Tune in tomorrow...or, whenever I get around to it....for the next part of why I am apparently a wine snob....

Saturday, February 17, 2007

An excerpt from my book...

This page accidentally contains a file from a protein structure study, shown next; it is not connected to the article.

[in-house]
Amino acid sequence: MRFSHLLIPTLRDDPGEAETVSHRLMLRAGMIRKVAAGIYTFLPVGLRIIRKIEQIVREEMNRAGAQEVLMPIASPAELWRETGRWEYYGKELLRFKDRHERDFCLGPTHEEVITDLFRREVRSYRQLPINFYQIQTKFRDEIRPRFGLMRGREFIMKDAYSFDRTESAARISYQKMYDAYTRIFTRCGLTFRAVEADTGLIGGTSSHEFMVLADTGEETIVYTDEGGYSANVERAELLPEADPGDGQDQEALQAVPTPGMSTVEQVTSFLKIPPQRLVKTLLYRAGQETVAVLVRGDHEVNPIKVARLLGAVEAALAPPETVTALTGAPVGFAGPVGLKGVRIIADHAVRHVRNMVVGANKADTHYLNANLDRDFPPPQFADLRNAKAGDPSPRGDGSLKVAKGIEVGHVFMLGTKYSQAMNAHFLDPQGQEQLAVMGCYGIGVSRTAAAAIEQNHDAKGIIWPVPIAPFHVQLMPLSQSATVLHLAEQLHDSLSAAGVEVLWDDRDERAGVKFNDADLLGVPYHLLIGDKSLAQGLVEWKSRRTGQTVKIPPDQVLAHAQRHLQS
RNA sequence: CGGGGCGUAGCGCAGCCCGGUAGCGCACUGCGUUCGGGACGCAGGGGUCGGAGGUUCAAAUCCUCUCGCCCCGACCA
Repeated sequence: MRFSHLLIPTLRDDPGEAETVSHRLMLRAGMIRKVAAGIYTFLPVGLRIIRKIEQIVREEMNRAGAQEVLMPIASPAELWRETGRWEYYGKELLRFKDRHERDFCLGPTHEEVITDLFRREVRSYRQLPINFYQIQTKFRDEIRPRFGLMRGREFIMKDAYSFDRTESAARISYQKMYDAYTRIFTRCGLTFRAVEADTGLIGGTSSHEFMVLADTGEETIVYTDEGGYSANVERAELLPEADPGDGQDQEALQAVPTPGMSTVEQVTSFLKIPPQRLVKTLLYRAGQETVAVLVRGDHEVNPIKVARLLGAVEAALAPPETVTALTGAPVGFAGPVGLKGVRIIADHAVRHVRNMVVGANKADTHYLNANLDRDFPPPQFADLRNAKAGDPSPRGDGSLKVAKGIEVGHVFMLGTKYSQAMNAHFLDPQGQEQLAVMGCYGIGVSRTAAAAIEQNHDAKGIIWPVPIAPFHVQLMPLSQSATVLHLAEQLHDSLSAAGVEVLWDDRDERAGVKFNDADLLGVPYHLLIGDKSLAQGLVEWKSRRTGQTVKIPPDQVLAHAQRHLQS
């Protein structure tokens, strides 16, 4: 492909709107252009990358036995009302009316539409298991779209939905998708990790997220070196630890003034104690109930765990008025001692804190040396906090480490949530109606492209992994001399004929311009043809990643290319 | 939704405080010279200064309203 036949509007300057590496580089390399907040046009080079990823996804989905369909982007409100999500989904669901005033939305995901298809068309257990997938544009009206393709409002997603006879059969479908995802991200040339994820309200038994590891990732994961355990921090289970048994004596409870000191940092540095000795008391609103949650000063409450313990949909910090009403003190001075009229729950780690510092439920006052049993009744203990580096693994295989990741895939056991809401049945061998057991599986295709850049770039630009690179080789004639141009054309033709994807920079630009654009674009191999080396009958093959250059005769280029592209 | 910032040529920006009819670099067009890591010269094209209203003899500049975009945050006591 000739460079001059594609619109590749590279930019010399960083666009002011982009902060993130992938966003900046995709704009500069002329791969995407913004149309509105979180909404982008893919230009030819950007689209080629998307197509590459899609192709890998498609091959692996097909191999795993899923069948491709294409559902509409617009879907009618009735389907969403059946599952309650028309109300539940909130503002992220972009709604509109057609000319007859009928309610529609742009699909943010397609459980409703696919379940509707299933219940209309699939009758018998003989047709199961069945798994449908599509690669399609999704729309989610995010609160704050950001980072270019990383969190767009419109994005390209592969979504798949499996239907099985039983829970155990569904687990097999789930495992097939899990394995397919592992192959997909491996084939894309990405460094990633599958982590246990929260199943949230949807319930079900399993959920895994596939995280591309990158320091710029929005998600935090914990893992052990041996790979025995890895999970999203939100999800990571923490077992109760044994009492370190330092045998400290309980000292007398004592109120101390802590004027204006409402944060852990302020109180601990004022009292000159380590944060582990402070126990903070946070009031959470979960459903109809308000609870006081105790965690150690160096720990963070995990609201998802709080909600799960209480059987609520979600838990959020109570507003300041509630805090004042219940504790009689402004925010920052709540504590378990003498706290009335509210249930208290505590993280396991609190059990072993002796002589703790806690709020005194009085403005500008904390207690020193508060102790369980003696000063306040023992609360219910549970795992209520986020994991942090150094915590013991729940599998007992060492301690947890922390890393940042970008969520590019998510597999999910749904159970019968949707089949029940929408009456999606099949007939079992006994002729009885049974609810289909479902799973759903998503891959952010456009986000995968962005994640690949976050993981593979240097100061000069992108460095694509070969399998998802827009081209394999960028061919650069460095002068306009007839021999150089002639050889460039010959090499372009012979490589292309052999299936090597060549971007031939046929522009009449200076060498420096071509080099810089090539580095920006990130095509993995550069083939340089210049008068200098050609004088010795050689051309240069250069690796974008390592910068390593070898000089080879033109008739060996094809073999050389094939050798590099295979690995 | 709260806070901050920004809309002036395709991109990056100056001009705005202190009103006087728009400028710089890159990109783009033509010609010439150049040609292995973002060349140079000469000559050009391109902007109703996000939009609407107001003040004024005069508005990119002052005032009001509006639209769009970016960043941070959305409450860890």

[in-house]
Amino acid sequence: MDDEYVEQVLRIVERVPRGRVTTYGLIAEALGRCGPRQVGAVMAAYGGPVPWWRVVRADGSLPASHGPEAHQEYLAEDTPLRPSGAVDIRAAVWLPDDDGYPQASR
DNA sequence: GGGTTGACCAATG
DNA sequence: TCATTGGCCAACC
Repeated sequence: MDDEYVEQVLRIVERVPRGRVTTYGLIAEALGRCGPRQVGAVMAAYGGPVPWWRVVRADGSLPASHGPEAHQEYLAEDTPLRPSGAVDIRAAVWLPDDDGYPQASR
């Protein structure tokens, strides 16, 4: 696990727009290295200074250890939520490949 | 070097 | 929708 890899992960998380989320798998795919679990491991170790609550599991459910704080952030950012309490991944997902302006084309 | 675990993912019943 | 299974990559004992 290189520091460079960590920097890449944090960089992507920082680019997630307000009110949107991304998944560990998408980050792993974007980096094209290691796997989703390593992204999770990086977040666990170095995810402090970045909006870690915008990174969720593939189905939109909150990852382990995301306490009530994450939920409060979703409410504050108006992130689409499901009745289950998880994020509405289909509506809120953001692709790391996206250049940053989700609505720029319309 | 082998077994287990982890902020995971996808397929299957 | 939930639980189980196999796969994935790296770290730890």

It was still early in the afternoon and I had no idea what I was going to do for the rest of the day since I didn’t know anybody so on my way back to the barracks I stopped at the library to get some books. Due to all the time I’d spent in Barnes and Noble before joining the army, reading all sorts of books had developed into my preferred manner of killing time. But, in reality, I wasn’t much of a reader. As I looked around and tried to figure out what kind of books might keep me busy, an interesting thought occurred to me. I’d been there about a week and based on my experiences thus far, I was worried that I was living in a culture vacuum. All the guys in my section, my roommate, and pretty much everyone else I’d met seemed to only care about getting drunk, getting into fights, discussing various parts of the female anatomy, showing off how tough they were, and generally all manner of caveman type activities. Now I was all for drinking and female companionship but where I was from we never sat around and talked about it constantly. So I was kind of worried about how I would get along with the guys in the barracks. I wanted to fit in but I didn’t want to become just like them. With that in mind I decided to borrow some books that not only interested me but that would challenge my mind a bit. This, I thought, would keep me from becoming a caveman myself.